Like Robin Hood...

Like Robin Hood, exactly. And that's what I was trying to hold on to but basically it was a lie.  When my mom got sick, I got to spend the last few weeks with her and she was like, "You know, it's not too late for a second chance."  I made all these promises to her that I was going to change and once I lost her, I ended up leaving Boston with my girlfriend at the time -- who's now my wife -- and put everything I had in a van and drove across the country. We knew no one in Los Angeles but I was like, "I want to make movies, I want to do something." And so I went to L.A. and it was still hard for me. Our gang [FSU] had spread out across the country at that point.  Lives were lost in the name of what we had started fifteen years ago. It kind of grew into something else -- something more serious.

[In L.A.] I met some people that wanted to do a story about my life and I wasn't going to write or direct it. [We were in the studio offices] and I was just there as window dressing to chime in. I would be like, "Yeah so then I hit him with a bat and then I did this," and then all of a sudden [the execs would be] like, "And then at the end of Act II, Elgin's mother dies." And everyone goes, "Aw."  It was like, "This is my fucking life."I would come home sick to my stomach and my wife was like, "You need to do your own thing." And so I did.  Everyone was like, "You're making the biggest mistake of your life -- you're an idiot." My wife was the only one who believed in it at the time.

When you sat down to write the script yourself, why did you decide to make the protagonists female when it was a story inspired by your own life?

I was so worried because at first it was a project about my life story and [I was worried] it would glorify it and glamorize it.  When I was going to try to write it myself, I thought that 15-year-old girls and women in general are so much more interesting than men because they're so much more complicated. It became a story about people needing things and not being able to verbalize them and these missed connections throughout. [Writing a script about young female protagonists] let me go to a more vulnerable place than if I had wrote about myself or even if it was about guys, who are more guarded and protective. Lily -- who Juno [Temple] plays -- is me wanting to get the hell out of this little town in New England; Alison is the part of me that's older and who would give anything to go back to that town when my mom was still alive and would call me in for dinner.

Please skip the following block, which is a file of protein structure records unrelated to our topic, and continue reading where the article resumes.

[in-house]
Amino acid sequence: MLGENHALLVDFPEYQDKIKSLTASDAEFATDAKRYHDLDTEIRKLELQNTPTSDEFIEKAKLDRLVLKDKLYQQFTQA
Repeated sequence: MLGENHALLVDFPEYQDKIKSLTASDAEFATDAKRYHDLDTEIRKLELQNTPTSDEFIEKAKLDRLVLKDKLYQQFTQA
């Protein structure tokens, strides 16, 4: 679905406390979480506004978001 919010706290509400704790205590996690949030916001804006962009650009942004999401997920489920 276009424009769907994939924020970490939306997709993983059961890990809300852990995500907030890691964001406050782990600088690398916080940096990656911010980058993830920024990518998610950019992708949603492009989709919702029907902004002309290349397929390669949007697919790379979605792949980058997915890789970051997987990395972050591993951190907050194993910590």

little-birds-10_LITTLE-BIRDS_Courtesy-of-Millennium-Entertainment_rgb.jpgJuno Temple and Kay Panabaker in Little Birds

And how did you choose to set the film in Salton Sea rather than New England?

My wife and I had gone to Joshua Tree [National Park] and on the way back we decided to go to Salton Sea and once we got there, we saw this little girl riding around on the back of her boyfriend's BMX bike with a cigarette pack in her sleeve. I was like, "Oh man. That's the movie and that's how I am going to tell the story."  It was the perfect setting for how I felt and also the people there. It was also really important to me how we were showing poverty.  [Salton Sea residents have] a kind of dignity.

Can you talk about how issues of race came into play in the movie and as a director, what your intentions were in shooting some of those racially-charged scenes?

For me, having grown up as mixed race and passing on either side and not fitting in on either side, you find out how people really talk and the things that they really say.  To me, there's the situation with JR Bourne's character at the end who comes in and turns our whole movie upside down. You have him coming into a situation where we know what he's walking into and we empathize with him but I always want to keep people on their toes.  You're empathizing with him on ne level and then you hear him say the worst thing you could say, "Your n***** boyfriend."   When he says that, he's feeling powerless and he's trying to regain his power by putting someone else down. And his biggest fear is that of a "big, black guy" and he'll call him a n***** because he wants to take back that control.